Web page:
The clinical phenotype of systemic mastocytosis (SM) is highly variable; establishing prognosis in terms of overall survival or risk of transformation to aggressive disease for those with non-indolent and indolent disease variants, respectively, is not trivial. Similar to other clonal hemopathies, mast cell (MC) activation and/or stromal response to clonal MC expansion likely results in a dysregulated immuno cellular/cytokine profile; analysis of this aspect of SM may provide additional prognostic information within the context of well established parameters such as the World Health Organization (WHO) SM classification system. Here, we conducted a comprehensive analysis of circulating cytokines/chemokines with clinicopathologic and clinical outcome correlations in a cohort of SM patients seen at our institution.
The diagnosis of SM and its subclassification were established according to WHO criteria. Inclusion in this study required availability of archived plasma, bone marrow biopsy, and cytogenetic information at the time of first referral. Follow up information including data on survival and disease progression were updated in July 2012. Concentrations of plasma cytokines were analyzed in duplicate by using Multiplex Bead-Based Luminex technology (Invitrogen, Carlsbad, CA).
Forty six SM patients met the above stipulated criteria; 25 (54%) were male and the median age at referral was 61 years (range 21–85). Subclassification of patients per WHO criteria was: indolent SM (ISM) 23 (50%), aggressive SM (ASM) 8 (17%) and SM with associated clonal hematological non-MC lineage disease (SM-AHNMD) 15 (33%).
When the distribution of 30 cytokines was considered across the 3 SM sub groups, only interleukin (IL)-8 was significantly different (SM-AHNMD > ISM/ASM; p=0.0002). For ISM patients, increased levels of sIL-2R were associated with presence of B-findings (p=0.0046) including splenomegaly (p=0.001) and serum tryptase levels >200 ng/mL (p=0.0046), and decreased levels of IL-8 and hepatocyte growth factor (HGF) with MC mediator-release symptoms (p <0.05). Increased levels of sIL-2R (r2=0.6; p<0.0001) and RANTES (r2=0.37; p=0.0013) were correlated with bone marrow MC burden, and sIL-2R (r2=0.34; p=0.004) and MIG (r2=0.42; p=0.0012) with serum tryptase levels in ISM patients; similar findings were noted for the overall cohort.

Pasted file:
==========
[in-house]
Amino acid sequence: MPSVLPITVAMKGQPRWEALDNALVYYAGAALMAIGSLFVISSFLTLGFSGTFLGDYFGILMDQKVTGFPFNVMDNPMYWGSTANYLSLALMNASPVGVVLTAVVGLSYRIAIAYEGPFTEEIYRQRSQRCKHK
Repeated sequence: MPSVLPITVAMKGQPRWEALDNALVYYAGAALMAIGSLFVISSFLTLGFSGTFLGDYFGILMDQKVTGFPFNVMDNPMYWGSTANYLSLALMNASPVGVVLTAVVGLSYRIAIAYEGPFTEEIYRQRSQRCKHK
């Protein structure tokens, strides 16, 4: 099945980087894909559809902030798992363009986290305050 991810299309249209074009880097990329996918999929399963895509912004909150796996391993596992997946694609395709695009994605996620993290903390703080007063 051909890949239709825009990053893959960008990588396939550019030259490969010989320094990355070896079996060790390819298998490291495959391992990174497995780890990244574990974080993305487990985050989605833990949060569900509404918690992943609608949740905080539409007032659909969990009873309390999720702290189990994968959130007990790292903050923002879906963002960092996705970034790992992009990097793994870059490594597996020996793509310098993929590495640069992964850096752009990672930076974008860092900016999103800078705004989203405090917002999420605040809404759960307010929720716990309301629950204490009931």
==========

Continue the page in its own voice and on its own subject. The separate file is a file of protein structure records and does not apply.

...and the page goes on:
At a median follow up of 28 months (range 0–116), 20 (43%) deaths, and 3 (13%) and 1 (2%) transformations to ASM and mast cell leukemia, respectively, were recorded for the overall cohort. In univariate analysis, increased sIL-2R levels were predictive for inferior overall survival (p=0.005); this prognostic significance was maintained in multivariate analysis after adjusting for other known prognostic variables individually (i.e. WHO SM subtypes, age >65 years, hemoglobin <10 g/dL, thrombocytopenia, weight loss or hypoalbuminemia) (all p <0.05). Increased sIL-2R (>75th percentile) effectively stratified patients in the overall cohort into 2 well-delineated risk groups for overall survival (median survival 109 vs. 26 months; p=0.0004) (Figure). This sIL-2R threshold was also able to risk stratify patients within ISM (median survival not reached vs. 38 months) and non-ISM (median survival 31 vs. 5 months) categories (p <0.0001).
The current study demonstrates s-IL2R to be a key inflammatory cytokine in SM; it is significantly correlated with a phenotype of high systemic MC burden and in this regard, is an attractive surrogate for treatment response in clinical practice, if validated. The predictive value of sIL-2R for overall survival is akin to similar observations in primary myelofibrosis and diffuse large B-cell lymphoma; in this study, it was noted to be independent of conventional measures of organopathy from MC infiltration, and thus may reflect a novel pathogenetic process in SM, mediated by dysregulated inflammatory and/or immuno cellular pathways.
No relevant conflicts of interest to declare.
Asterisk with author names denotes non-ASH members.